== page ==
Engaged? Check. Anxious? Check.
With weeks to go until the November midterm elections, more young Americans are interested but, according to a new poll, they’re also feeling more anxious about the results.
A poll released Wednesday by The Associated Press-NORC Center for Public Affairs Research and MTV found that more young people now say they are feeling anxious about the midterms, compared to July. Nearly half of young Americans ages 15 to 34 now say that they are anxious about the midterms, up from 36 percent in the earlier poll.
The increase is most pronounced among young Democrats: 61 percent expressed anxiety compared with 39 percent in July.
Young voters could play a critical role in the elections, which will determine whether Republicans will maintain their full grip on Congress. But the big question is whether they will show up to the polls. Young voters rarely turn out in numbers that match their share of the population, especially in years when a presidential candidate isn’t on the ballot.
That’s leaving some voters nervous about what to expect. Tia Green, a 33-year-old from Lexington Park, Maryland, said she was worried that the election could inflame an already divided political culture. It’s an issue she’s especially sensitive to after recently seeing posts from a friend on social media that offended her.
“In the end, I ended up de-friending her without any confrontation or anything. But I was kind of saddened by it,” said Green, who described herself as a moderate Democrat. “Her views in general were completely disappointing, upsetting and it is hard to deal.”
Anxiety about November’s elections also grew among independents: 43 percent now describe themselves as anxious, compared with 31 percent in July. Among Republicans, about one-third say they are anxious about the midterms, roughly the same share that said so this summer.
John Laubacker, 32, of Rockport, New York, said he was “appalled” by the state of politics heading into the midterm elections.
“Political polarization is at an all-time high. Nobody wants to be civil with anybody,” he said. “Until they figure out that you have to work together whether you like them or not, they’re not going to get anything done.”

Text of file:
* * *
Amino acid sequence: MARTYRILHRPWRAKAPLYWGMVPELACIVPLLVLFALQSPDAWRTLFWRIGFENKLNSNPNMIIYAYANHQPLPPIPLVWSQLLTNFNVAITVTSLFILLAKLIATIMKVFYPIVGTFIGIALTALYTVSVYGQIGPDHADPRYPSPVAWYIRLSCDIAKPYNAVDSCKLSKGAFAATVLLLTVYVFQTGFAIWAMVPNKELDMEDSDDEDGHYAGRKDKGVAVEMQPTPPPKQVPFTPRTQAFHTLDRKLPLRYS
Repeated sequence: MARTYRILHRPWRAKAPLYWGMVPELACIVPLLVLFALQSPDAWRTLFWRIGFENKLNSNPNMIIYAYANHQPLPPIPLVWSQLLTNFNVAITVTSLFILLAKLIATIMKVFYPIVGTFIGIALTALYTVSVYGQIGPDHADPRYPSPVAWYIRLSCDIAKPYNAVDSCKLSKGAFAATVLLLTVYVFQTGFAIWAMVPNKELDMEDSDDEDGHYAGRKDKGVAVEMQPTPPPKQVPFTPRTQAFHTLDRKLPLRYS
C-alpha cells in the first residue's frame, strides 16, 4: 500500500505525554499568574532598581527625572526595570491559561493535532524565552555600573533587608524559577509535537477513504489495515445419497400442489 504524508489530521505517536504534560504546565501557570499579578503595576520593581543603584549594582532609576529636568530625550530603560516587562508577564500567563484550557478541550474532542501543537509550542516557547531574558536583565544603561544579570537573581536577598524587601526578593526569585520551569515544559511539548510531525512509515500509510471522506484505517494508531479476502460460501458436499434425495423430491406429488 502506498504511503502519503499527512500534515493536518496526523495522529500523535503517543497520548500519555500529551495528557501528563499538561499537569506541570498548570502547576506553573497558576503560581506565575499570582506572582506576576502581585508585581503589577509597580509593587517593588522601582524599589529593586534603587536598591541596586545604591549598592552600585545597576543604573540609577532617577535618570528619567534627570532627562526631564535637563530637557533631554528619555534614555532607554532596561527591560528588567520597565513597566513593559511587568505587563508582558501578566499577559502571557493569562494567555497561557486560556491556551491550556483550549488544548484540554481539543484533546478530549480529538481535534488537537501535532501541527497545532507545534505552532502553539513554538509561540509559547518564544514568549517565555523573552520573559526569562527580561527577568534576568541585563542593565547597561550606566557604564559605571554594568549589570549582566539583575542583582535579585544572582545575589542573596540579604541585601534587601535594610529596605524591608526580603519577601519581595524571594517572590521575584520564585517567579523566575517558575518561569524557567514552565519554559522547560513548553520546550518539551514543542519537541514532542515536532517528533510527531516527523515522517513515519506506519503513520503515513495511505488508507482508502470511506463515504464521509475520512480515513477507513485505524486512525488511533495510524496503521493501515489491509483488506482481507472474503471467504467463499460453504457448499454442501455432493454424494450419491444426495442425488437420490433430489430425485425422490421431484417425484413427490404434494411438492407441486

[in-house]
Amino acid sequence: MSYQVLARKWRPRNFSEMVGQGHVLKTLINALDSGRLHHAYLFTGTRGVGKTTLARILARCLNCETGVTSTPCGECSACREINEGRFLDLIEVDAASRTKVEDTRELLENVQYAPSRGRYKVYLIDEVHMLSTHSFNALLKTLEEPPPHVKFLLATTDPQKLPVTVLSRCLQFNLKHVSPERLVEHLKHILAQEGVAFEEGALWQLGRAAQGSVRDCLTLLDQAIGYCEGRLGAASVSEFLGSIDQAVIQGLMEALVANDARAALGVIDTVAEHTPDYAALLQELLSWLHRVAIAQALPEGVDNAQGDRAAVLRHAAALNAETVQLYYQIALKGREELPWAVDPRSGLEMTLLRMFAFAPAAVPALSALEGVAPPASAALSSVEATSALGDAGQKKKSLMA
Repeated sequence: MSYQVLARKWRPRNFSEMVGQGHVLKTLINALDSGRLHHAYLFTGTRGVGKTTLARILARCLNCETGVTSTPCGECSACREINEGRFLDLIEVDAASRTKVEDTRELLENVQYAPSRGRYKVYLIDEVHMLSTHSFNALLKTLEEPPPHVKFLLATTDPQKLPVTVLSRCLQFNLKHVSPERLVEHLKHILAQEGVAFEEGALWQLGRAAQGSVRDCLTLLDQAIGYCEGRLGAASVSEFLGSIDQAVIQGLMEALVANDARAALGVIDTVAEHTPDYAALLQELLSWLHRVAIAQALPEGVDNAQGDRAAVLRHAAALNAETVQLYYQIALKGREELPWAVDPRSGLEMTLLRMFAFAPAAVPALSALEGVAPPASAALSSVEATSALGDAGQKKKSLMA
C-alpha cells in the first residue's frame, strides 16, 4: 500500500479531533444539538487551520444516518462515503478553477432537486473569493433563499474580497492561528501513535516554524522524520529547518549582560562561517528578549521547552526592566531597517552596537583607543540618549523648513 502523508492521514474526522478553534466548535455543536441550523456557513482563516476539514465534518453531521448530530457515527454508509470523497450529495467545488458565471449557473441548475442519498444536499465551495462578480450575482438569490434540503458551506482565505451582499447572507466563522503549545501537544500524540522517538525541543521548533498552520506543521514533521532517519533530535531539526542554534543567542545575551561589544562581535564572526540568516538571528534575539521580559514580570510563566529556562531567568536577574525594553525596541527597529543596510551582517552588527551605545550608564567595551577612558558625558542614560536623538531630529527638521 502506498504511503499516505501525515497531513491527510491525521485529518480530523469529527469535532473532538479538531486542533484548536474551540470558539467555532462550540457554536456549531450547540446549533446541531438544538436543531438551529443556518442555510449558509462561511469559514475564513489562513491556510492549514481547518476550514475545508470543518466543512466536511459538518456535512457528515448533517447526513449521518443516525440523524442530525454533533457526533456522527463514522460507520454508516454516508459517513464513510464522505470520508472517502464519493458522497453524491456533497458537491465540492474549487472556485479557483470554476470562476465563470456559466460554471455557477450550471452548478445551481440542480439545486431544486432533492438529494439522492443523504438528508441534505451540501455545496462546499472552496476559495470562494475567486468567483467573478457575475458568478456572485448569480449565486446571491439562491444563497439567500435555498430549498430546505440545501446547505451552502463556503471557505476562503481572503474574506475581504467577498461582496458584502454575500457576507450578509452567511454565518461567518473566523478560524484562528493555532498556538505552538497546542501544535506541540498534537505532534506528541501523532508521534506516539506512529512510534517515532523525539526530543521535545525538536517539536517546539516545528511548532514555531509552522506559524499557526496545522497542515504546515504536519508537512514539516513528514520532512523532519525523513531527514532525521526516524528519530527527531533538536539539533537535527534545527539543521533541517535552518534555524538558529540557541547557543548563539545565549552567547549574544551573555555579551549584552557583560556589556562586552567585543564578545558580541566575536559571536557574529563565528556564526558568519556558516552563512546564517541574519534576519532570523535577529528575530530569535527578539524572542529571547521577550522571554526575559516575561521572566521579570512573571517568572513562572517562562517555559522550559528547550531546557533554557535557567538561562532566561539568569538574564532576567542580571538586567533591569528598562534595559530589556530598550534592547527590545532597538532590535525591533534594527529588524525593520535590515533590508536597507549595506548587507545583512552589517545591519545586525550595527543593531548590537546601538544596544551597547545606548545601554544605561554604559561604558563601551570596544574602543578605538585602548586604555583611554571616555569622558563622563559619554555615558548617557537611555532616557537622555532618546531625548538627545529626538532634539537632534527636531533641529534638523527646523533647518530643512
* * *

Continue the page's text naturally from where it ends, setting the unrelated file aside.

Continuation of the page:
Laubacker, who identified as a moderate Republican, said he was frustrated by mudslinging by both parties.
“You keep hearing, ‘If the Republicans win, the country’s doomed. If the Democrats get enough people in, they’re going to impeach the president,'” he said. “They’re all worried about their own agendas and the agendas of their big-moneyed contributors. Nobody gives a crap about small people anymore.”
Though young voters participate in elections at low rates, the poll suggests they are now paying closer attention than they were several months ago.
Roughly two-thirds of those ages 15 to 34 now say they are interested in the elections, compared with about 4 in 10 in July. Interest is highest among young Democrats. Seventy-three percent of young Democrats say they are interested in the elections, up from 50 percent in July. A smaller majority of Republicans — 62 percent — say they are interested today, but that’s still up dramatically from 31 percent who said so in July.
Young Democrats and Republicans alike say they are more hopeful than they were earlier this year. Over the summer, roughly 4 in 10 in each group said they felt hopeful about the midterms. Now, 58 percent of Democrats and 62 percent of Republicans say they feel that way.
Fewer young Americans overall said that they were feeling overwhelmed ahead of November’s elections. Thirty-four percent of those 15 to 34 said they were feeling overwhelmed now, compared with 43 percent earlier this summer.
“I’m feeling a little nervous, but cautiously optimistic that things are going to swing in a positive way,” said 31-year-old Ashley Oliver of Kensington, Maryland, who described the political atmosphere as “chaotic”
“I’m hoping more Democratic candidates end up in so that we can bring back a little bit of control as to what’s going on,” she said. “Right now, I feel like it’s very chaotic, so I’m hoping that instead of being one-sided, it will be a little more even.”
Republished with permission from the Associated Press.